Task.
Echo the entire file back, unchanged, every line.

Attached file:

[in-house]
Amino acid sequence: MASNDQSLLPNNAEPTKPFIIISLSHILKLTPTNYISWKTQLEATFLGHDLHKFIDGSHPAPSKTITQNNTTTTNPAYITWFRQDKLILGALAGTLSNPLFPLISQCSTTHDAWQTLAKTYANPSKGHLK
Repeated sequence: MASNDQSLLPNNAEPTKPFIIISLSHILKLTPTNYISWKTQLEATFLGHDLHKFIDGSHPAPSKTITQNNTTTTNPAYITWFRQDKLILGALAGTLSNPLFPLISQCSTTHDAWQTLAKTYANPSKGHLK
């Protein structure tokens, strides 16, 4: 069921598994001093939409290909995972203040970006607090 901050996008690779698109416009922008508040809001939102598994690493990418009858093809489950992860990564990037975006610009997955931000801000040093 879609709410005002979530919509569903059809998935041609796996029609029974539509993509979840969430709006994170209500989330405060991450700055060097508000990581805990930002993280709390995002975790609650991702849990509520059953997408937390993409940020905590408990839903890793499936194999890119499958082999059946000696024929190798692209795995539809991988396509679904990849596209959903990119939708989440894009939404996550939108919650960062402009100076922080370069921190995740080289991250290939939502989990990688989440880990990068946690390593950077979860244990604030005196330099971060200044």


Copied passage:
[in-house]
Amino acid sequence: MASNDQSLLPNNAEPTKPFIIISLSHILKLTPTNYISWKTQLEATFLGHDLHKFIDGSHPAPSKTITQNNTTTTNPAYITWFRQDKLILGALAGTLSNPLFPLISQCSTTHDAWQTLAKTYANPSKGHLK
Repeated sequence: MASNDQSLLPNNAEPTKPFIIISLSHILKLTPTNYISWKTQLEATFLGHDLHKFIDGSHPAPSKTITQNNTTTTNPAYITWFRQDKLILGALAGTLSNPLFPLISQCSTTHDAWQTLAKTYANPSKGHLK
């Protein structure tokens, strides 16, 4: 069921598994001093939409290909995972203040970006607090 901050996008690779698109416009922008508040809001939102598994690493990418009858093809489950992860990564990037975006610009997955931000801000040093 879609709410005002979530919509569903059809998935041609796996029609029974539509993509979840969430709006994170209500989330405060991450700055060097508000990581805990930002993280709390995002975790609650991702849990509520059953997408937390993409940020905590408990839903890793499936194999890119499958082999059946000696024929190798692209795995539809991988396509679904990849596209959903990119939708989440894009939404996550939108919650960062402009100076922080370069921190995740080289991250290939939502989990990688989440880990990068946690390593950077979860244990604030005196330099971060200044």